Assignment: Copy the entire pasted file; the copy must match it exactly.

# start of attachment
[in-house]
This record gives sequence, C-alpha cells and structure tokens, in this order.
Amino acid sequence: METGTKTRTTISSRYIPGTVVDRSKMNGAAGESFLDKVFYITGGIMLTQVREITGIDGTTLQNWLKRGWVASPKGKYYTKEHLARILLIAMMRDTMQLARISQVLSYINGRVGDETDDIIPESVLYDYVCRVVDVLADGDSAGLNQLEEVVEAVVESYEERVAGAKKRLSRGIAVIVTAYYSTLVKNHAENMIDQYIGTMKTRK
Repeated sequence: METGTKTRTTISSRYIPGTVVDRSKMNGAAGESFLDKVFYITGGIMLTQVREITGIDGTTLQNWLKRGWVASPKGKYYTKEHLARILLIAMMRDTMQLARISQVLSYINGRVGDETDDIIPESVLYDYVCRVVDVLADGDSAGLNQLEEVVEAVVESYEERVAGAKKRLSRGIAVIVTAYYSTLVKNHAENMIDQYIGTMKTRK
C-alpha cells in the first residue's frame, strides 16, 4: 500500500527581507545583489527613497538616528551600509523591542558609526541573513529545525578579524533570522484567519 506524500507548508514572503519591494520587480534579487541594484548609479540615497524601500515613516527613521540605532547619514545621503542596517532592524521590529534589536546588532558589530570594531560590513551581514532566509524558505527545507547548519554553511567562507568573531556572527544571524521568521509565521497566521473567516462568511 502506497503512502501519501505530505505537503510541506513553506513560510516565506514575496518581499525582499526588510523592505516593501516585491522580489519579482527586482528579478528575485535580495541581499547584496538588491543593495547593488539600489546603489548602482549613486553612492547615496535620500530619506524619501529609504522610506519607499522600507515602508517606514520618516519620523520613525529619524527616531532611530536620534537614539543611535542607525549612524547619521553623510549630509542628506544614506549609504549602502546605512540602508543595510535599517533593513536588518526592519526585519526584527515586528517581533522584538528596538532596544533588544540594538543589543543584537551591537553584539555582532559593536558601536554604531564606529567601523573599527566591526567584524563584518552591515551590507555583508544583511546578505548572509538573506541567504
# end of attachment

[in-house]
This record gives sequence, C-alpha cells and structure tokens, in this order.
Amino acid sequence: METGTKTRTTISSRYIPGTVVDRSKMNGAAGESFLDKVFYITGGIMLTQVREITGIDGTTLQNWLKRGWVASPKGKYYTKEHLARILLIAMMRDTMQLARISQVLSYINGRVGDETDDIIPESVLYDYVCRVVDVLADGDSAGLNQLEEVVEAVVESYEERVAGAKKRLSRGIAVIVTAYYSTLVKNHAENMIDQYIGTMKTRK
Repeated sequence: METGTKTRTTISSRYIPGTVVDRSKMNGAAGESFLDKVFYITGGIMLTQVREITGIDGTTLQNWLKRGWVASPKGKYYTKEHLARILLIAMMRDTMQLARISQVLSYINGRVGDETDDIIPESVLYDYVCRVVDVLADGDSAGLNQLEEVVEAVVESYEERVAGAKKRLSRGIAVIVTAYYSTLVKNHAENMIDQYIGTMKTRK
C-alpha cells in the first residue's frame, strides 16, 4: 500500500527581507545583489527613497538616528551600509523591542558609526541573513529545525578579524533570522484567519 506524500507548508514572503519591494520587480534579487541594484548609479540615497524601500515613516527613521540605532547619514545621503542596517532592524521590529534589536546588532558589530570594531560590513551581514532566509524558505527545507547548519554553511567562507568573531556572527544571524521568521509565521497566521473567516462568511 502506497503512502501519501505530505505537503510541506513553506513560510516565506514575496518581499525582499526588510523592505516593501516585491522580489519579482527586482528579478528575485535580495541581499547584496538588491543593495547593488539600489546603489548602482549613486553612492547615496535620500530619506524619501529609504522610506519607499522600507515602508517606514520618516519620523520613525529619524527616531532611530536620534537614539543611535542607525549612524547619521553623510549630509542628506544614506549609504549602502546605512540602508543595510535599517533593513536588518526592519526585519526584527515586528517581533522584538528596538532596544533588544540594538543589543543584537551591537553584539555582532559593536558601536554604531564606529567601523573599527566591526567584524563584518552591515551590507555583508544583511546578505548572509538573506541567504